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Title: Self-Sizing Techniques for Locally Controlled Networks
Authors: Nalatwad, Srikant S
Advisors: Michael Devetsikiotis, Committee Chair
Harry Perros, Committee Member
Mihail L Sichitiu, Committee Member
Khaled A. Harfoush, Committee Member
Keywords: Self-Sizing
Issue Date: 28-Dec-2005
Degree: PhD
Discipline: Computer Engineering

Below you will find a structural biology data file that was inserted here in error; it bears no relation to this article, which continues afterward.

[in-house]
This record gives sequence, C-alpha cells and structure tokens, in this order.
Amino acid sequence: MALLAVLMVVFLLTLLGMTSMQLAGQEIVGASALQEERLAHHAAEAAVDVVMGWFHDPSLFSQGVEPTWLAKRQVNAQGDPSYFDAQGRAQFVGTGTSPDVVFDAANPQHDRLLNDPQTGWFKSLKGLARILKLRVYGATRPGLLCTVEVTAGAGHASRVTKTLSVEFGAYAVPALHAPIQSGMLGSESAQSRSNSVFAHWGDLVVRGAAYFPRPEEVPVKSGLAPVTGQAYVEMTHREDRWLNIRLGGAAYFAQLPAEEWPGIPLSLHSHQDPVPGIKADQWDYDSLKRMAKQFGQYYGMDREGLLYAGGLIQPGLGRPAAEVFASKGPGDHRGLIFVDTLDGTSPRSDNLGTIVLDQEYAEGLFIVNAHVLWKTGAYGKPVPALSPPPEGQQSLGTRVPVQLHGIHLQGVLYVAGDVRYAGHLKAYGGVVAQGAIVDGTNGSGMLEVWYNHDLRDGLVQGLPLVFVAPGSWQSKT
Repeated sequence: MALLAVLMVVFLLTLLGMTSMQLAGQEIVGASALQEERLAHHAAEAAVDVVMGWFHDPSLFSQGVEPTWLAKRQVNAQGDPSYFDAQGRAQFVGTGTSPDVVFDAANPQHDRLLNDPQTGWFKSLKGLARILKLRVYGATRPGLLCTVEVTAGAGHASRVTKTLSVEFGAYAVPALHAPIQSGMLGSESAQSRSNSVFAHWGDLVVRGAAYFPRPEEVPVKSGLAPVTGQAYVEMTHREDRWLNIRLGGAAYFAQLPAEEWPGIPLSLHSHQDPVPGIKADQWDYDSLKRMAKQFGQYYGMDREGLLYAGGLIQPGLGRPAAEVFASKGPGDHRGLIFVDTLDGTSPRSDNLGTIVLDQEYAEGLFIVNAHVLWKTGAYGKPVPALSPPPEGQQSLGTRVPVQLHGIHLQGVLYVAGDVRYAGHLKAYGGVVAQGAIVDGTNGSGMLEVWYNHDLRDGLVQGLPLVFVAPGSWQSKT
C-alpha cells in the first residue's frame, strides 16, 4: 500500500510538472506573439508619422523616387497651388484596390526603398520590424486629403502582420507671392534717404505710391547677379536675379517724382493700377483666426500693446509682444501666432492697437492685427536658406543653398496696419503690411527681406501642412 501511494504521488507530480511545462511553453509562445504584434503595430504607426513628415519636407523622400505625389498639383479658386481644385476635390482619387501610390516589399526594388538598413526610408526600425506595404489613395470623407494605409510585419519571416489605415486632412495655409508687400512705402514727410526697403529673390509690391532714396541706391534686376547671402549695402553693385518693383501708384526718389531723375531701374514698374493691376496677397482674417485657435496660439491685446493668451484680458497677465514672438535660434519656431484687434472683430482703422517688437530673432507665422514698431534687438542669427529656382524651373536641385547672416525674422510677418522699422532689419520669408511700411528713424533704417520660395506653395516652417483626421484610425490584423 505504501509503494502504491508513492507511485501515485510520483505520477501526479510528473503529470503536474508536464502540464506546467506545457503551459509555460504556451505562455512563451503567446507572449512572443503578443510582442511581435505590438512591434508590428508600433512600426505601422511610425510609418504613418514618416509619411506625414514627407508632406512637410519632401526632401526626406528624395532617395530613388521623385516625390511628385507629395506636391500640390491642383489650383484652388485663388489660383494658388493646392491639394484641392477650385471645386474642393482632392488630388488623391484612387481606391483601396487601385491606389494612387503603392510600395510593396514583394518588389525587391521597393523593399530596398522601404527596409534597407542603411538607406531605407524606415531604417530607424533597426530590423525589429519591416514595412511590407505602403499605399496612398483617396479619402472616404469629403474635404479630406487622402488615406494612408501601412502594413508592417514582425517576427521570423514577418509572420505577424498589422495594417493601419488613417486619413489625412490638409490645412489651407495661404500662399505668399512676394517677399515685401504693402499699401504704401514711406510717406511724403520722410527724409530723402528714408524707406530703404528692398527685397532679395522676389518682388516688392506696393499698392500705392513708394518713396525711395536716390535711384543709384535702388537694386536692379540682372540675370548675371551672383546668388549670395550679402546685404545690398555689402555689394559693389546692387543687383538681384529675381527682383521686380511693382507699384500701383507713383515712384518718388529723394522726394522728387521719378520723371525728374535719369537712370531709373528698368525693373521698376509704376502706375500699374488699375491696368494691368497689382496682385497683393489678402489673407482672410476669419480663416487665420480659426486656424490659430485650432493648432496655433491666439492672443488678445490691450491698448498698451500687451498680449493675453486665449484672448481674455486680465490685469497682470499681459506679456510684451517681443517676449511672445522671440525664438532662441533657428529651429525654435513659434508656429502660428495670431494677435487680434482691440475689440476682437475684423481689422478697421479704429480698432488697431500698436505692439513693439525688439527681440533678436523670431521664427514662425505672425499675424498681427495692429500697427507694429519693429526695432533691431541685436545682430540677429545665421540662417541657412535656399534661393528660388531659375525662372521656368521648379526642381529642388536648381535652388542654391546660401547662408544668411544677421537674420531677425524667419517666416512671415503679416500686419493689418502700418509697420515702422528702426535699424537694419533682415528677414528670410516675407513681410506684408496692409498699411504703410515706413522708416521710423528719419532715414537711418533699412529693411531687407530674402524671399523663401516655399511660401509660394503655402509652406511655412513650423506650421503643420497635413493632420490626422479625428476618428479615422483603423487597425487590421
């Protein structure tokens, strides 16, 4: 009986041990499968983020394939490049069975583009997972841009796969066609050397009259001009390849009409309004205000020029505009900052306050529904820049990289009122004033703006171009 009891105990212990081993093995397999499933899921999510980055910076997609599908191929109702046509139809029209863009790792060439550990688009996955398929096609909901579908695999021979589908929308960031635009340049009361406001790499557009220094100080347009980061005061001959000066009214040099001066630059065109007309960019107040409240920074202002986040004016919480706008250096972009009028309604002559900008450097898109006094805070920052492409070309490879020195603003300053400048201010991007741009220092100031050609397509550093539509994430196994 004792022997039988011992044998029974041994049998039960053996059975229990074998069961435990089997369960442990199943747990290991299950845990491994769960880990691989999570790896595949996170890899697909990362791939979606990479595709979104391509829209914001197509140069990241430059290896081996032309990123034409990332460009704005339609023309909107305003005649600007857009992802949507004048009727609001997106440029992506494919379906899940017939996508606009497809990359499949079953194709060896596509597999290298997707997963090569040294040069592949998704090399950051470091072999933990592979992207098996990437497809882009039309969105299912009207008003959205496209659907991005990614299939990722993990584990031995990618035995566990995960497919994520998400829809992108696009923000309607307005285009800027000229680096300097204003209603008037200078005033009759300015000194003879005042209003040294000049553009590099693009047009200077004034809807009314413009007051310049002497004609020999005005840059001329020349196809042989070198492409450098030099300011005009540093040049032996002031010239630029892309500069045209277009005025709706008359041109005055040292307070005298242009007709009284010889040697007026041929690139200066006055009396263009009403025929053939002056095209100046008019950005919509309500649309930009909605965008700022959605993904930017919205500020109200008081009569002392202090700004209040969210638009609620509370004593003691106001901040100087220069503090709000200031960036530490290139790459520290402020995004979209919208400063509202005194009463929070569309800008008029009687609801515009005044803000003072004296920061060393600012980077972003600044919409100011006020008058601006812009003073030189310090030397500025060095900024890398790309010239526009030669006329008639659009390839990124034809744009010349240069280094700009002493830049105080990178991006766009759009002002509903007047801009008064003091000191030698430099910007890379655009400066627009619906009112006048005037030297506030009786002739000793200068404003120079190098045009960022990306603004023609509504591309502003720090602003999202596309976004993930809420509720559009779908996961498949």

Abstract: The Internet was designed to provide best effort service for delivery of data packets and to run virtually across any network transmission and system platform. Its exponential growth has turned it into a multiservice complex network of heterogeneous elements with dynamically changing traffic conditions. To regulate such a large scale network it is necessary to place intelligence in the nodes. Network control should be decentralized to make such a system reliable and manageable. It is necessary to find simple local rules and strategies that can produce purposeful and coherent behavior. These control mechanisms must be adaptive to effectively respond to continually varying network conditions. Such adaptive, distributed, localized mechanisms would provide a scalable solution for controlling these large networks. Our comprehensive study on QoS developments in the Internet, reveals the necessity and requirement of a new QoS framework which provides absolute guarantees to the underlying traffic. We propose an innovative self-sizing framework for locally controlled networks such as the Internet, which can support the stringent requirements of interactive applications. A "self-sizing" network can allocate link/switch capacity automatically and adaptively using online traffic data. Our unified, critical and comparative analysis of online resource allocation algorithms of two different classical approaches, leads us to a novel adaptive wavelet predictor. Our results show that by performing online resource allocation at each node based on their local knowledge, we can achieve considerable bandwidth savings and also satisfy QoS at the packet level. We further discover that by making some of the nodes aware of their neighbors resource availability, higher self-sizing gains can be attained.
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